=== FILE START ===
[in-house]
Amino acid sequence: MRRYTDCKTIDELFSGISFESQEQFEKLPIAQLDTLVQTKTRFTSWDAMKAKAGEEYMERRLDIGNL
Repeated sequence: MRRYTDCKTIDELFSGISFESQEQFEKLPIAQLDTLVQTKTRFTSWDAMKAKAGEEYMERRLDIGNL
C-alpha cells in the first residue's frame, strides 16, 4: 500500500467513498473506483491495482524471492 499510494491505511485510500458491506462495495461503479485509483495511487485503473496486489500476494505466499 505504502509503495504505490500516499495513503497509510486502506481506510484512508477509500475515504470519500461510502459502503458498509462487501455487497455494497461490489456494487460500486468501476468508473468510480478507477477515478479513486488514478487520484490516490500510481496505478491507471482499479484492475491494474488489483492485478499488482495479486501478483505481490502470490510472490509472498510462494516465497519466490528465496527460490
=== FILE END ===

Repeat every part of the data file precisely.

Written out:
[in-house]
Amino acid sequence: MRRYTDCKTIDELFSGISFESQEQFEKLPIAQLDTLVQTKTRFTSWDAMKAKAGEEYMERRLDIGNL
Repeated sequence: MRRYTDCKTIDELFSGISFESQEQFEKLPIAQLDTLVQTKTRFTSWDAMKAKAGEEYMERRLDIGNL
C-alpha cells in the first residue's frame, strides 16, 4: 500500500467513498473506483491495482524471492 499510494491505511485510500458491506462495495461503479485509483495511487485503473496486489500476494505466499 505504502509503495504505490500516499495513503497509510486502506481506510484512508477509500475515504470519500461510502459502503458498509462487501455487497455494497461490489456494487460500486468501476468508473468510480478507477477515478479513486488514478487520484490516490500510481496505478491507471482499479484492475491494474488489483492485478499488482495479486501478483505481490502470490510472490509472498510462494516465497519466490528465496527460490